Angry partisanship

Matthew Hoy
By Matthew Hoy on January 30, 2006

David Broder had an interesting article in Sunday's Washington Post that recounted Tip O'Neill's visit to Ronald Reagan's hospital room after he was shot by John Hinckley.

When I reached [Max] Friedersdorf [, Reagan White House congressional liaison,] last week at his retirement home in Florida, I asked him how it happened that Reagan's first guest was the leading Democrat on Capitol Hill. "Well," he said, "Tip was third in line of succession [after the vice president] and the fact he was a Democrat didn't bother anybody. We didn't even think about it. Tip had been calling constantly to see how the president was doing. And there was a bond there.

"I remember," Friedersdorf continued, "the first dinner the Reagans had in the private residence was for Tip and his wife, and my wife and I were there. Tip and the president had a drink or two and started swapping Irish stories.

"Often, after that, Tip would say pretty harsh things about some of our legislative proposals, and the staff would want Reagan to answer him. But they trusted each other, and the president would say, 'That's just Tip,' and let it go."

I concur with Broder and Friedersdorf's analysis that the sort of relationship political opponents like O'Neill and Reagan had is probably not possible in today's hyperpartisan climate. But the question that Broder doesn't really get to answering is: How did this come to be?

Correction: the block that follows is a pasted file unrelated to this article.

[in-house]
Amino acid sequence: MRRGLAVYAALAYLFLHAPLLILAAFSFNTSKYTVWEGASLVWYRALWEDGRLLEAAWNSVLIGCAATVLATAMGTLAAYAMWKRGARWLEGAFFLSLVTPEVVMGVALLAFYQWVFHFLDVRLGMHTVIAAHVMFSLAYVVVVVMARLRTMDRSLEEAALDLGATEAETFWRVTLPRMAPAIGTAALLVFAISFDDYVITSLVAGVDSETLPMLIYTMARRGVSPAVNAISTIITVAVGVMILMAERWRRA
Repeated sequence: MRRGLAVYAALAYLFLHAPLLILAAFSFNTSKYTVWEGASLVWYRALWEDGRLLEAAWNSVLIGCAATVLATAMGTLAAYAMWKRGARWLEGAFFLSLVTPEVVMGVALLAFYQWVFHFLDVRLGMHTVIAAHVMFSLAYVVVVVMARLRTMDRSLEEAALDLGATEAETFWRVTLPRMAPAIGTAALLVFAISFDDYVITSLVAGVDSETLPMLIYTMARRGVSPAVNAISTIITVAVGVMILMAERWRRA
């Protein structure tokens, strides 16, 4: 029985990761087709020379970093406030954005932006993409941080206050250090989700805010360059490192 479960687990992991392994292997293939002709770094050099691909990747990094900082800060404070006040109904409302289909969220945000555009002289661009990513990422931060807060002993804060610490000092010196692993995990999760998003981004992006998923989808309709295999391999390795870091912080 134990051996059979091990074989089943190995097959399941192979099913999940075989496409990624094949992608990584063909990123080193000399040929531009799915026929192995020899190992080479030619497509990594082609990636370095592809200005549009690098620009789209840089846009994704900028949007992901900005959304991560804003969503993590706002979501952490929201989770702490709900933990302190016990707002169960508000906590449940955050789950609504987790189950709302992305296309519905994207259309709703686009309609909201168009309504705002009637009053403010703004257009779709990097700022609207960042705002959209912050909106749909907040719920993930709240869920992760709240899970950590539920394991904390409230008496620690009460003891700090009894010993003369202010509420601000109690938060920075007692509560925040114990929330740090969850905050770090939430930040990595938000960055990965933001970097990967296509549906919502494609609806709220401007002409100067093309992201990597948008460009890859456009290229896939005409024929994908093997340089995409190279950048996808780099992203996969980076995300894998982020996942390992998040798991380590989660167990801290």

One person I talked to suggested that it was the rise of talk radio that fed the animosity, but I'm not so sure that's true. I would often listen to Rush Limbaugh in the mornings when I was in college working at the San Luis Obispo Hertz washing cars. Limbaugh certainly wasn't lauding the Clintons, but I don't think the animosity coming from Limbaugh poisoned the wells in Washington. The Supreme Court nominations provide perhaps the best evidence of that.
Judge Samuel Alito will be confirmed to the Supreme Court tomorrow. He is undoubtedly
the most well-qualified Supreme Court nominee in decades. He has spent 15 years on the federal appellate bench, graduated from top law schools and is universally praised by those who know him and work with him.

And he'll be lucky to get 60 votes.

Ruth Bader Ginsburg got 96 votes. Stephen Breyer got 87 votes.

Is it right-wing talk radio that started the animosity? The kind of vicious, personal politics we see today didn't start with Limbaugh.

If I had to guess, I'd place the tipping point somewhere between the impeachment of Bill Clinton and the Al Gore loss of Florida in the 2000 election. I don't think talk radio had much to do with it.

Is there a way to lower the tone? I don't know.


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January 2006



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